FORMER Newcastle lord mayor Jeff McCloy has hit back at the ICAC’s Operation Spicer investigation, calling it a “star chamber” and a massive waste of time and money.
Restrictions placed on the ICAC after the Margaret Cunneen case restricted its ability to make findings of corruption but it did make “factual findings” to say Mr McCloy intended to evade electoral funding laws in the way he donated more than $60,000 to the campaigns of four Liberals – Craig Baumann, Tim Owen, Andrew Cornwell and Gary Edwards.
When the Newcastle Herald pointed out that things would have been much worse for him without the Cunneen case, he said: “Thank God for Margaret Cunneen.”
Mr McCloy said he gave the money because he wanted the Liberals to win in the Hunter.
He insisted, as he did at the time, that he had business interests in areas outside of property development and he did not believe he was donating as a developer.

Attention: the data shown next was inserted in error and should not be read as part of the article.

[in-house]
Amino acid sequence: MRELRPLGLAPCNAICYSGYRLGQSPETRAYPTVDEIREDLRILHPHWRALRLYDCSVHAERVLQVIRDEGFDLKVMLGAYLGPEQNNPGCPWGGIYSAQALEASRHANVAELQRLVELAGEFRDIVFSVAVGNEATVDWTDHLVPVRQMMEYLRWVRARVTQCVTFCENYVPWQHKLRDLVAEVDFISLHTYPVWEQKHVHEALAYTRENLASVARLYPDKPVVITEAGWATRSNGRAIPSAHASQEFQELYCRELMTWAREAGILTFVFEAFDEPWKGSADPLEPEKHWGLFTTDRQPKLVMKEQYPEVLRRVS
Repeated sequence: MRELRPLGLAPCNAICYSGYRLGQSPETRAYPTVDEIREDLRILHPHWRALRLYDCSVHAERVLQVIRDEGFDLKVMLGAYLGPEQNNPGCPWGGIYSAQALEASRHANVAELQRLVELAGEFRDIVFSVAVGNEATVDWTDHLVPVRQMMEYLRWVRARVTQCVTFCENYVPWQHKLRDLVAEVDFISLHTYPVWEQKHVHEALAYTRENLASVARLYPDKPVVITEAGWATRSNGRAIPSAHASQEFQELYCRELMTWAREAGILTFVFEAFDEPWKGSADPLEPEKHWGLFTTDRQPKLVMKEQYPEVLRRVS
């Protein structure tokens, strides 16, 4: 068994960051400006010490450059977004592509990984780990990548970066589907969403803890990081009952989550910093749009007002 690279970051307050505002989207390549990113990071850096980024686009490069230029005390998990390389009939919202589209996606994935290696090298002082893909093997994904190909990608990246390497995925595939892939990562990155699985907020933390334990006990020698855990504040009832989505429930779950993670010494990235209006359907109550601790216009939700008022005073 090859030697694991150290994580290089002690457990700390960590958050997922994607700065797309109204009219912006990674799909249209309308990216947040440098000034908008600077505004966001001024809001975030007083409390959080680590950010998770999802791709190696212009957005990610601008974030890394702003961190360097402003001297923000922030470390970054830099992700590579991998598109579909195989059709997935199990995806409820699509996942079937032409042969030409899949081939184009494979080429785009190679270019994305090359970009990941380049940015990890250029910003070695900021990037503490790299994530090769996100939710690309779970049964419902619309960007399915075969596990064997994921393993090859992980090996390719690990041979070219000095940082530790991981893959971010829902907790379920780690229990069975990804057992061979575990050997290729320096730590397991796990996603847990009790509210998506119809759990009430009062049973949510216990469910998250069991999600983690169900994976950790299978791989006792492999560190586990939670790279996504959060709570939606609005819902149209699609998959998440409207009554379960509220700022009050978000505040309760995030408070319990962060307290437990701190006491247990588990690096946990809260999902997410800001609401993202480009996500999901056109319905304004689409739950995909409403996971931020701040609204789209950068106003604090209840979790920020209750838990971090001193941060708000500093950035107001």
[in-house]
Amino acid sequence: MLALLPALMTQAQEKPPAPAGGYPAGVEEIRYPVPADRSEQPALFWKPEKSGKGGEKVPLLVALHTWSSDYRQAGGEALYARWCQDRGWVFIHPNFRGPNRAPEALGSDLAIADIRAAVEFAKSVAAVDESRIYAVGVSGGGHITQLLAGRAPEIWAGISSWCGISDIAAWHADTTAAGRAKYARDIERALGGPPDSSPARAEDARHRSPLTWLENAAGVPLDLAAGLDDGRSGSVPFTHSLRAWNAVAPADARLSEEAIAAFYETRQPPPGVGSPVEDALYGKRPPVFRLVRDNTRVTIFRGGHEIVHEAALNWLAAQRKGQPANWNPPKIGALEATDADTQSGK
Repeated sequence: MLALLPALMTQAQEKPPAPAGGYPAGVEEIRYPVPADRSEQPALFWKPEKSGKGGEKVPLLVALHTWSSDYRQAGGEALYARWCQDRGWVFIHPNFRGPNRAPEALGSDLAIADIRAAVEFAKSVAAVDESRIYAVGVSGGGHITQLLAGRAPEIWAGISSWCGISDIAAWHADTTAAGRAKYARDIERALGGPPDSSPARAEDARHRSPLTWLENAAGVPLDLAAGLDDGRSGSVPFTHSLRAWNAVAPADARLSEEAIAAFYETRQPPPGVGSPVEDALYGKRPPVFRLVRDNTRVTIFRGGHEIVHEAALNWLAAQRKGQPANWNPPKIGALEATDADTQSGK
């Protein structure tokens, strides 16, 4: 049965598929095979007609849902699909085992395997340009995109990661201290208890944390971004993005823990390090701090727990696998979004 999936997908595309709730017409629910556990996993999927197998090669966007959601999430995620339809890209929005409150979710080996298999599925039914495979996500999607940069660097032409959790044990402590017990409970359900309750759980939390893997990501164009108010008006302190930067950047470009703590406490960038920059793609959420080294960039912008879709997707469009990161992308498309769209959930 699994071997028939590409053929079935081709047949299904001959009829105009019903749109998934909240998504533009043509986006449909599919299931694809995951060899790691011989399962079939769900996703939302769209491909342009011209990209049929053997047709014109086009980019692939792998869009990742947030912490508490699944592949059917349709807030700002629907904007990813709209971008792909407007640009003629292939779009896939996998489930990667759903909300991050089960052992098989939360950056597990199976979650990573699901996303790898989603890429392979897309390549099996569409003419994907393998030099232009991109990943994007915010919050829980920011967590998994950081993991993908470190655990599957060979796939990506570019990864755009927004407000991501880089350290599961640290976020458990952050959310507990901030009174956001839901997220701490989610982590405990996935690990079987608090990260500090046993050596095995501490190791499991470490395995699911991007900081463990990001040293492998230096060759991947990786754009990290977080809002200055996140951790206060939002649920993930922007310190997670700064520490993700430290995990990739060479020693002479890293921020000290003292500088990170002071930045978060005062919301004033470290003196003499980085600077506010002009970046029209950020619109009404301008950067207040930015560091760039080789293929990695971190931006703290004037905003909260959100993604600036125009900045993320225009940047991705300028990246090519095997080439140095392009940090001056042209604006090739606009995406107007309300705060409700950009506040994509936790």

Having fought the ICAC every step of the way through the courts, Mr McCloy said he thought the 172-page report was “pretty much as I expected it to be, at law”.
He described the factual findings against him as “a parking fine, a speeding fine” and said the recommended charges against Andrew Cornwell and his wife, Samantha Brookes, were “absolute bunkum”.
He said counsel assisting the ICAC, Geoffrey Watson, had run “a smear campaign” against him.
“He set this whole thing up as a shot at wealth, saying that I’ve done this from the Bentley with wads of cash a quarter of an inch thick, using language like that to give it a flavour of something sinister,” Mr McCloy said.
He said the Free Enterprise Foundation part of the ICAC report showed much larger amounts of money being donated by Sydney developers yet few people in that section were even named, let alone hounded out of office and publicly shamed for two years.
He said Spicer had been a $20-million waste of time and money. He said “Newcastle has suffered” from the political fallout from Operation Spicer, saying: “Look at your representatives now”.